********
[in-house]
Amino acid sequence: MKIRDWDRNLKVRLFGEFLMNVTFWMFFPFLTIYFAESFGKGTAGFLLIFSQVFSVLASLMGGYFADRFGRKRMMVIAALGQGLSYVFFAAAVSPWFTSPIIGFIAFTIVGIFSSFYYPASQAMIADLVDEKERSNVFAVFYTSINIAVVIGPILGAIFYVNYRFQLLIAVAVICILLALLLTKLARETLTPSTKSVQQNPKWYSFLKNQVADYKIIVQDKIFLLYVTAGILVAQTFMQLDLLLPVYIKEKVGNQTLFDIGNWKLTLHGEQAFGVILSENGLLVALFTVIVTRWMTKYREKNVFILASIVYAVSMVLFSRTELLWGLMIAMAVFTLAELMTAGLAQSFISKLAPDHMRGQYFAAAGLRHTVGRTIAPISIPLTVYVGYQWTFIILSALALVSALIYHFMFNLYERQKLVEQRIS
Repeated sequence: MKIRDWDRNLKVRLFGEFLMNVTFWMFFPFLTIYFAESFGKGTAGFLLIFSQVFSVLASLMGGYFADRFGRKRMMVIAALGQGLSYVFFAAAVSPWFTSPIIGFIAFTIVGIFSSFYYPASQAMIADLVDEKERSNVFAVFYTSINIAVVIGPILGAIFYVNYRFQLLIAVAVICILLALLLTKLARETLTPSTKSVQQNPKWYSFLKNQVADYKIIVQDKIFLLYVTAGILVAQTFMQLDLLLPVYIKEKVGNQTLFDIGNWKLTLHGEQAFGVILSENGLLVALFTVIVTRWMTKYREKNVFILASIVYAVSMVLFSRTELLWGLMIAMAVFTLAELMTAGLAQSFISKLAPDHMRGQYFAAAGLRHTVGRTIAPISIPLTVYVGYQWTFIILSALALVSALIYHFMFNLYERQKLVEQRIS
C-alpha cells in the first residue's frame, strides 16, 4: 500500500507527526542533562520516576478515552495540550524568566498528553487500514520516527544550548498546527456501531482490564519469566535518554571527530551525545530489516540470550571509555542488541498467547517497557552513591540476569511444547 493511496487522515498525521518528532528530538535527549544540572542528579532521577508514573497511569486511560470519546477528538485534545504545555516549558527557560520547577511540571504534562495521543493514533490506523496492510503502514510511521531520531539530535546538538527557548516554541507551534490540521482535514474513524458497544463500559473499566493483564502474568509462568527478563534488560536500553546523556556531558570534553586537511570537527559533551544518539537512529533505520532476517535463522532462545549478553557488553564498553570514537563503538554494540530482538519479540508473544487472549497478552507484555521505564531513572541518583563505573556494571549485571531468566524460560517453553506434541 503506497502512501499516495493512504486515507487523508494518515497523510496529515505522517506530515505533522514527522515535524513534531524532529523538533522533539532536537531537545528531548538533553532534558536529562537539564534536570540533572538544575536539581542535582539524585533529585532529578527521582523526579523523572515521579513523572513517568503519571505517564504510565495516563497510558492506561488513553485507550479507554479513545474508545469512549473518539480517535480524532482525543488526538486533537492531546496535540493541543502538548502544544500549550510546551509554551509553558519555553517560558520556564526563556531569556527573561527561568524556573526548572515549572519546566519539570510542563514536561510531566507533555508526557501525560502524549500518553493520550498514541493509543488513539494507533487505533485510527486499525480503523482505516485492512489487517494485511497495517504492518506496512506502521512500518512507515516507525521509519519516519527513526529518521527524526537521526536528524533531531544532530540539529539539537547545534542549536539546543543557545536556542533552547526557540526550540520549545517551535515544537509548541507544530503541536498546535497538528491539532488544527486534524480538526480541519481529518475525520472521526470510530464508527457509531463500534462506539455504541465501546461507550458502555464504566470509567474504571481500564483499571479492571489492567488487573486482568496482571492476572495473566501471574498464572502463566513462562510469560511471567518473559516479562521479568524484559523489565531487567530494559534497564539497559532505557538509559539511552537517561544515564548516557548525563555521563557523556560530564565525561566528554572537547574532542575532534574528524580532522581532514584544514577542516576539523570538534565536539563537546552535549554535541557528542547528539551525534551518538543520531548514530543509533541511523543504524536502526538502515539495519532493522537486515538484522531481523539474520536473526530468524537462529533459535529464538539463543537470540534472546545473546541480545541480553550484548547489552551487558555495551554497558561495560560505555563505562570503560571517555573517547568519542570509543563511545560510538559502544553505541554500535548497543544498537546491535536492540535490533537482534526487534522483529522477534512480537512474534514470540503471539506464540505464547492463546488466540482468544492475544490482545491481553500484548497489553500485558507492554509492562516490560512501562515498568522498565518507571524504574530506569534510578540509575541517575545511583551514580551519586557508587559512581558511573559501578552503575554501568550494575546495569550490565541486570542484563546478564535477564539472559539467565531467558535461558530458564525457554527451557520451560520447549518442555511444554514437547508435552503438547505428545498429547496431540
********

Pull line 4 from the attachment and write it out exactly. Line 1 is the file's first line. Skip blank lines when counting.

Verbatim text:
C-alpha cells in the first residue's frame, strides 16, 4: 500500500507527526542533562520516576478515552495540550524568566498528553487500514520516527544550548498546527456501531482490564519469566535518554571527530551525545530489516540470550571509555542488541498467547517497557552513591540476569511444547 493511496487522515498525521518528532528530538535527549544540572542528579532521577508514573497511569486511560470519546477528538485534545504545555516549558527557560520547577511540571504534562495521543493514533490506523496492510503502514510511521531520531539530535546538538527557548516554541507551534490540521482535514474513524458497544463500559473499566493483564502474568509462568527478563534488560536500553546523556556531558570534553586537511570537527559533551544518539537512529533505520532476517535463522532462545549478553557488553564498553570514537563503538554494540530482538519479540508473544487472549497478552507484555521505564531513572541518583563505573556494571549485571531468566524460560517453553506434541 503506497502512501499516495493512504486515507487523508494518515497523510496529515505522517506530515505533522514527522515535524513534531524532529523538533522533539532536537531537545528531548538533553532534558536529562537539564534536570540533572538544575536539581542535582539524585533529585532529578527521582523526579523523572515521579513523572513517568503519571505517564504510565495516563497510558492506561488513553485507550479507554479513545474508545469512549473518539480517535480524532482525543488526538486533537492531546496535540493541543502538548502544544500549550510546551509554551509553558519555553517560558520556564526563556531569556527573561527561568524556573526548572515549572519546566519539570510542563514536561510531566507533555508526557501525560502524549500518553493520550498514541493509543488513539494507533487505533485510527486499525480503523482505516485492512489487517494485511497495517504492518506496512506502521512500518512507515516507525521509519519516519527513526529518521527524526537521526536528524533531531544532530540539529539539537547545534542549536539546543543557545536556542533552547526557540526550540520549545517551535515544537509548541507544530503541536498546535497538528491539532488544527486534524480538526480541519481529518475525520472521526470510530464508527457509531463500534462506539455504541465501546461507550458502555464504566470509567474504571481500564483499571479492571489492567488487573486482568496482571492476572495473566501471574498464572502463566513462562510469560511471567518473559516479562521479568524484559523489565531487567530494559534497564539497559532505557538509559539511552537517561544515564548516557548525563555521563557523556560530564565525561566528554572537547574532542575532534574528524580532522581532514584544514577542516576539523570538534565536539563537546552535549554535541557528542547528539551525534551518538543520531548514530543509533541511523543504524536502526538502515539495519532493522537486515538484522531481523539474520536473526530468524537462529533459535529464538539463543537470540534472546545473546541480545541480553550484548547489552551487558555495551554497558561495560560505555563505562570503560571517555573517547568519542570509543563511545560510538559502544553505541554500535548497543544498537546491535536492540535490533537482534526487534522483529522477534512480537512474534514470540503471539506464540505464547492463546488466540482468544492475544490482545491481553500484548497489553500485558507492554509492562516490560512501562515498568522498565518507571524504574530506569534510578540509575541517575545511583551514580551519586557508587559512581558511573559501578552503575554501568550494575546495569550490565541486570542484563546478564535477564539472559539467565531467558535461558530458564525457554527451557520451560520447549518442555511444554514437547508435552503438547505428545498429547496431540